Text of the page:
I will admit that despite being awarded a Certificate of Bilingual Studies upon graduation, I didn't graduate as a fluent French speaker -- it was mostly just the kids with a French-speaking family member or those whose parents could afford added private tutoring that did so.
However, my French immersion education prepared me for not only the intellectual challenges that awaited me at the University of Toronto where I did undergraduate studies, but also allowed me to develop the confidence to believe in my ability to succeed in university despite the fact that only a handful of my classmates did not come from exceptionally privileged, white schools and families. In one important sense, university was an extension of high school; just 60 times bigger, and 1000 times more Red Bull.
By the time I was set to graduate from U of T, my parents were ten years separated but still in better financial positions than when we were kids. However, although I amassed a healthy number of academic recognitions in undergrad, my parents were still in no place to help me cover tuition, books and/or living expenses at any English-language Canadian law schools.
Enter: McGill Law's bilingual, double-degree law program.
My French immersion education not only allowed me to get into McGill Law, but because it's a bilingual program, that same education was literally critical to successfully getting me through law school. Now, I find myself living in Ottawa, articling within the federal government and calling on my French language education every day, as the cases I work on often come from Quebec, and the default language in my office is French. In light of this, my parents are right to smile widely when they talk about the chance they took to put me in French immersion and push me to stick with it even when I wanted to quit.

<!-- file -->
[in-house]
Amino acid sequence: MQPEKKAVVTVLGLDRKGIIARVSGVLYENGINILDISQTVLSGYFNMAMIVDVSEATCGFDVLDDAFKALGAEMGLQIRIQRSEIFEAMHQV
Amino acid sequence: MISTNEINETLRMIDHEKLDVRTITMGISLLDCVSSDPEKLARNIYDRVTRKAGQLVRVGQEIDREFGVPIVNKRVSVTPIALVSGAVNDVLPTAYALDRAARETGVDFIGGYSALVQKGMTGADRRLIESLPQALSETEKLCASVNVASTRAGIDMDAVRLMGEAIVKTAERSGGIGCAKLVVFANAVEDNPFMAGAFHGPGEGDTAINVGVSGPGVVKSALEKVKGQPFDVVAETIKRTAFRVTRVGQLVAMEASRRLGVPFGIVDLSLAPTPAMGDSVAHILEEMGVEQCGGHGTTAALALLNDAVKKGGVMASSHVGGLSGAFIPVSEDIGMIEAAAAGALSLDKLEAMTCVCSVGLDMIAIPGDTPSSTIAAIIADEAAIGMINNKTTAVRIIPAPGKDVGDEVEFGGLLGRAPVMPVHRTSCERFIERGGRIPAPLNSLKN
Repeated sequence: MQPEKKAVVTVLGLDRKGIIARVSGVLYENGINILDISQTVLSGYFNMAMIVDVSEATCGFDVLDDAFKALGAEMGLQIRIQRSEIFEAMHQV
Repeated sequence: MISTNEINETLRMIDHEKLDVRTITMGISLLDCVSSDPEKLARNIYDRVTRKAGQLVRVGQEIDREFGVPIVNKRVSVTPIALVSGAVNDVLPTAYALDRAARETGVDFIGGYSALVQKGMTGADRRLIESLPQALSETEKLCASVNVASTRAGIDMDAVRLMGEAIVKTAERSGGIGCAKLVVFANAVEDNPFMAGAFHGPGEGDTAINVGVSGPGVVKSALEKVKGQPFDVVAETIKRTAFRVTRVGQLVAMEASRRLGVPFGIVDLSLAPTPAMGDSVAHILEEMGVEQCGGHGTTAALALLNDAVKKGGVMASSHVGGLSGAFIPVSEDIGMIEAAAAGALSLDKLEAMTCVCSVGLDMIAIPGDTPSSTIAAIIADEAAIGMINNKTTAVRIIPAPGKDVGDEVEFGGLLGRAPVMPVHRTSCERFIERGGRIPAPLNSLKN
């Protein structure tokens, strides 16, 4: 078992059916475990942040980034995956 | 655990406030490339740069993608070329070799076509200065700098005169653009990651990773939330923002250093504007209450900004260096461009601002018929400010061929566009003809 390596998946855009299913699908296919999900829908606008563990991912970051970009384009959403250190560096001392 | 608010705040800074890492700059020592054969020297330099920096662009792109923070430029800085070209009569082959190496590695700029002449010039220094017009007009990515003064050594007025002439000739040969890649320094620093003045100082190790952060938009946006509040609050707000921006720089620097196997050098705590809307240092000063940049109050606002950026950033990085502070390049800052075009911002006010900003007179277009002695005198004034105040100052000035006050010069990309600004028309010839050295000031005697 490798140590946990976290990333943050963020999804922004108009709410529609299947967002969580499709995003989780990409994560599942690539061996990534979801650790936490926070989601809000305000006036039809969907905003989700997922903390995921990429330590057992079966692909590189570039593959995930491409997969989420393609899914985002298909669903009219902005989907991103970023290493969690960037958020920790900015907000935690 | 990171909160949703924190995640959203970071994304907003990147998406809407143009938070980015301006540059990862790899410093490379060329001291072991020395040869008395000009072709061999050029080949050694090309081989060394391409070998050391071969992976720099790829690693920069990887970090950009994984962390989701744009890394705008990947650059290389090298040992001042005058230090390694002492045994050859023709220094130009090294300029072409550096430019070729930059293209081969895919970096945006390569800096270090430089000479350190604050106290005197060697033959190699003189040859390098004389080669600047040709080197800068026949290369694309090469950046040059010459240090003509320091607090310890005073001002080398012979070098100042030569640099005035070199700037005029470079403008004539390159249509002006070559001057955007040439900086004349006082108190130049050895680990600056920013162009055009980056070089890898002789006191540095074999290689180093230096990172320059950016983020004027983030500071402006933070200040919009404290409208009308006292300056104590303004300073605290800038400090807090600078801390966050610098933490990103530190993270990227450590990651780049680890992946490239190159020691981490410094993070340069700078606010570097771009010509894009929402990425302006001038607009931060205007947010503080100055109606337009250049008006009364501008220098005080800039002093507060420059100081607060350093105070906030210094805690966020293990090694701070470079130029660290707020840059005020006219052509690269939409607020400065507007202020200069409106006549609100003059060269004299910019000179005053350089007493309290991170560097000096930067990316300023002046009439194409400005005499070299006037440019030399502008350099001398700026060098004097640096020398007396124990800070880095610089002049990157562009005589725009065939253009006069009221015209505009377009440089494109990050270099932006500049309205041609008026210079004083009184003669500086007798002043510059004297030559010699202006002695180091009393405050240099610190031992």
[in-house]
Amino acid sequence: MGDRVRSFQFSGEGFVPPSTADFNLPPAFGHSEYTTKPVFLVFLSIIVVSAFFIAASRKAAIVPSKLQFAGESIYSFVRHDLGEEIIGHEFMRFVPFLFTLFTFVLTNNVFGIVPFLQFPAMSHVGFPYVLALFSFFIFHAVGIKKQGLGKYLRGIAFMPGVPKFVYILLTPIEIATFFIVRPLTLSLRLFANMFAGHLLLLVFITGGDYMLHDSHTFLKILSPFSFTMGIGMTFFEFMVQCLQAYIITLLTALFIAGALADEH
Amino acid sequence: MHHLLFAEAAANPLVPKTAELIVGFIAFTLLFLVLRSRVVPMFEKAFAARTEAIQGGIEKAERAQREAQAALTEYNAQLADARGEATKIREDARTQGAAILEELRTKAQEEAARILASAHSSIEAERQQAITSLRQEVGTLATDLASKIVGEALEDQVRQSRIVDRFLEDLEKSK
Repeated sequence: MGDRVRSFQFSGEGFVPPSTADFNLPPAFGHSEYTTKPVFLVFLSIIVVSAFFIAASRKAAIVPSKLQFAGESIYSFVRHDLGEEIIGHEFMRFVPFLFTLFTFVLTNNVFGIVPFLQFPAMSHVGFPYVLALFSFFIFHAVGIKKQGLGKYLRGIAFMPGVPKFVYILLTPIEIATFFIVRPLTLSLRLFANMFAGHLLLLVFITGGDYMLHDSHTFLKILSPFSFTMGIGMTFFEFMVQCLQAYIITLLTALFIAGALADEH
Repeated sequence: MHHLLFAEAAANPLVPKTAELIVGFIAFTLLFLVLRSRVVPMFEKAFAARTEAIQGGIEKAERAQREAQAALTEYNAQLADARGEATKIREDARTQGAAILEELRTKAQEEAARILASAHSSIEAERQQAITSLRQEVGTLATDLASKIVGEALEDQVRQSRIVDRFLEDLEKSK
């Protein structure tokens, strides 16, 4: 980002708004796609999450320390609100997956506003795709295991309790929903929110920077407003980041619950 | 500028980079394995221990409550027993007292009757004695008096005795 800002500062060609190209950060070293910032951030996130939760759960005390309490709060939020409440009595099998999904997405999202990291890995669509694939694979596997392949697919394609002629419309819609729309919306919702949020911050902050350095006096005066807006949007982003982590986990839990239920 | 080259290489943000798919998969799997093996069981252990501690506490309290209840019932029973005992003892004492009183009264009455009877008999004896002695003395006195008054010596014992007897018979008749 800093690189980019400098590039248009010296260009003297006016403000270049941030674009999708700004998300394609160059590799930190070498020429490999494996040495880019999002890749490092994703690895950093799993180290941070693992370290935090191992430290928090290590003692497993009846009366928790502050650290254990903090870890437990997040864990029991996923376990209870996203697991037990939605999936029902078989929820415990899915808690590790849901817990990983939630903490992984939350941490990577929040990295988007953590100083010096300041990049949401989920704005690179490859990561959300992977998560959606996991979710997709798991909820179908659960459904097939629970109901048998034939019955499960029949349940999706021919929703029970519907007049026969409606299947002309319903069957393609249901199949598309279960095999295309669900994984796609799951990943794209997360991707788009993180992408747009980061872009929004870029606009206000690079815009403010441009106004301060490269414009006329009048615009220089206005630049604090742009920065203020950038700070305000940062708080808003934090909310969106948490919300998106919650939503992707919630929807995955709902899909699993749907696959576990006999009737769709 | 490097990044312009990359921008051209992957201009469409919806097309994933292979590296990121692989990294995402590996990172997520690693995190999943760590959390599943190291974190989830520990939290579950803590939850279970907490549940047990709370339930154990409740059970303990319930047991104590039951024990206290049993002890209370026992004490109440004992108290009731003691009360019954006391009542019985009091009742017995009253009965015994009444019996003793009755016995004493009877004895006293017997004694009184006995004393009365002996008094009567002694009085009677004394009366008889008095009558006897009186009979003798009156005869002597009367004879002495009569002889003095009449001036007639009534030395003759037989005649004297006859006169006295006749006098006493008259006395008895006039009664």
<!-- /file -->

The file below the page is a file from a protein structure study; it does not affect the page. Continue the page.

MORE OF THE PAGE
Now, the next few months for many of the non-French immersion friends I grew up with will consist of: having and/or providing for their kid(s); continuing in the monotony of lower-skilled and often dangerous jobs that many have told me they can barely tolerate; and in too many cases, worse.
For many other important reasons but due in significant measure to my French immersion education, I will become licensed to practice law in Ontario in four months' time and am now planning to get married to my wonderful, perfectly bilingual fiancée who I met while in law school in Montreal, and whose Haitian parents also pushed her to pursue a mastery of both of Canada's official languages.
Mine is a story that stands as an emphatic defence of the expansion of and more robust investment in French immersion education in Canada. And no, my story is not the exception; rather it is one of the tens of thousands of under-told and underappreciated stories that demonstrate the extraordinary benefits and promise of a French Immersion education for children of all racial, ethnic, cultural and economic backgrounds.
Speaking as a young Black man born to younger, under-educated, poor, immigrant parents, I can only give thanks that the Margaret Wentes out there did not have a more credible or influential say on education policy when I was just a little Black boy more statistically inclined to being called a criminal, than being addressed as Counsel.